de Young Museum
Bay Area Artists Consider the de Young
Organized by guest curator Glen Helfand, this exhibition explores the changing role of the museum in society, focusing specifically on the de Young. Museum Pieces will consist of 18 commissioned works in a variety of media including painting, sculpture, video, photography, installation, and digital media and sound, by San Francisco Bay Area artists and collaborative teams, including David Ireland, Tom Marioni, Deborah Oropallo, and Rigo '99.
Turkmen Carpets from The Widersperg Collection
This important collection of Central Asian carpets and textiles was donated to the Fine Arts Museums by Wolfgang and Gisela Wiedersperg in 1997. The Wiedersperg collection consists of 82 carefully chosen Turkmen rugs, bags, and decorative hangings. Objects in the collection include outstanding examples by the major Turkmen rug-producing tribes as well as many rare examples, some of which are considered the finest of their type, and serve to create a cross-section of the Turkmen weaving tradition.
Today's white wedding dress, a symbol of innocence, purity, and new beginnings, became a firmly established Western tradition by the late 19th century. Using rich and splendid materials as well as the incorporation of archaic fashion elements, wedding dresses not only conform to contemporary fashion, but distinguish themselves as a ritual garment set quite apart from everyday dress.
This exhibition of views of San Francisco, drawn from the permanent collections of the Fine Arts Museum, celebrates the 150th anniversary of the founding of the city. Depicted and reflected here are many of the landmarks and events most associated with San Francisco over the last century and a half, among them the physical geography of the bay and the peninsula, the 1906 earthquake and fire and its aftermath, the Great Depression, the building of the Golden Gate and Bay Bridges, and the constant making and remaking of the city and its neighborhoods.
Famous for his landmark nylon-shrouded assemblages from the 1950s and 1960s and as a leading independent post-war era filmmaker, Bruce Conner has explored painting, drawing, collage, photography, sculpture, and printmaking throughout his remarkable 40-year career. This exhibition of nearly 150 works in all media, the first major survey of Conner's art, highlights his lifelong engagement with the physical, metaphorical, and metaphysical properties of light and dark.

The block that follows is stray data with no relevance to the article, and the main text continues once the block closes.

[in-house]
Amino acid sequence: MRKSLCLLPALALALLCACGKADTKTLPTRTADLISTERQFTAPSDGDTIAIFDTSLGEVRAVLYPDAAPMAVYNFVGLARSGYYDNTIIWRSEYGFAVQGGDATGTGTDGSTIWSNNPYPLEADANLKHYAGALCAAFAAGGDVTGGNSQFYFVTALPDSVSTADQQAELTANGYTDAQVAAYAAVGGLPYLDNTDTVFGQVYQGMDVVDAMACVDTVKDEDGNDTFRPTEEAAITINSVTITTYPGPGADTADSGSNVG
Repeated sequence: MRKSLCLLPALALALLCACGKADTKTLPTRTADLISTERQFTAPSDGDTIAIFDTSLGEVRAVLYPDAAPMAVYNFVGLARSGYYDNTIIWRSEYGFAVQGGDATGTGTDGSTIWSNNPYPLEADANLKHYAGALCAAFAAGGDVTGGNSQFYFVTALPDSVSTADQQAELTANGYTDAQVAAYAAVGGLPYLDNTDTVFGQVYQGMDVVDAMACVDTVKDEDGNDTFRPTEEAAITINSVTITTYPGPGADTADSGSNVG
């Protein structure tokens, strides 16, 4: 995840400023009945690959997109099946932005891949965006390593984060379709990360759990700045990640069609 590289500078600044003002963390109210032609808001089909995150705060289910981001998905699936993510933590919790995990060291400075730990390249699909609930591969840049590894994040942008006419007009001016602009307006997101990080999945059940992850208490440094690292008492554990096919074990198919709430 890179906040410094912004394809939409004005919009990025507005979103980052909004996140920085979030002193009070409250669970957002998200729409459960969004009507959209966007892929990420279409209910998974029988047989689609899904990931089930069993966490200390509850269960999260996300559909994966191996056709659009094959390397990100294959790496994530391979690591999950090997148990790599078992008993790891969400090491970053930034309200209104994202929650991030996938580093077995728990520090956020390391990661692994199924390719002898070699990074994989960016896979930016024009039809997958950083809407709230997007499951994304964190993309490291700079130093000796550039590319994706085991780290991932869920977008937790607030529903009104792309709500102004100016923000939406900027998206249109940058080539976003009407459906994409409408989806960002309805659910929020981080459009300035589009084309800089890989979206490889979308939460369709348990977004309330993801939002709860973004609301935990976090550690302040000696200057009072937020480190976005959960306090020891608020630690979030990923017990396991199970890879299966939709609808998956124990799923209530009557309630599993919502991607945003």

This exhibition showcases 11 groundbreaking, large-scale woodcuts created between 1952 and 1963 by the original, independent, and often controversial American artist Leonard Baskin. A renowned sculptor, printmaker, and book designer, Baskin has always followed his own unique artistic vision, and rejects the ideas, trends, and practices of the mainstream contemporary art world.
This exhibition, which features a richly varied selection of costumes and textiles from South America, Africa, and Asia, illustrates the many ways in which individual cultures have expressed their distinctive aesthetics and customary practices through cloth and clothing.
In 1933 the promising career of the young Berlin artist John Gutmann (1905-1998), a painter and art instructor, was abruptly suspended. Realizing that there was no future for him in Germany, Gutmann sought a new beginning. A friend advised him, "Don't stay in Europe. The only country you want to go is the U.S., the only state is California, and the only city, is San Francisco."
The Fine Arts Museums of San Francisco host the first major exhibition devoted to the life and works of Edward Hicks, a 19th-century Quaker minister and painter, whose interpretations of The Peaceable Kingdom are among the most beloved paintings in American art. Since their re-discovery in the 1930s, Hicks's deceptively simple, seemingly child-like depictions of the animal world have delighted viewers of all ages.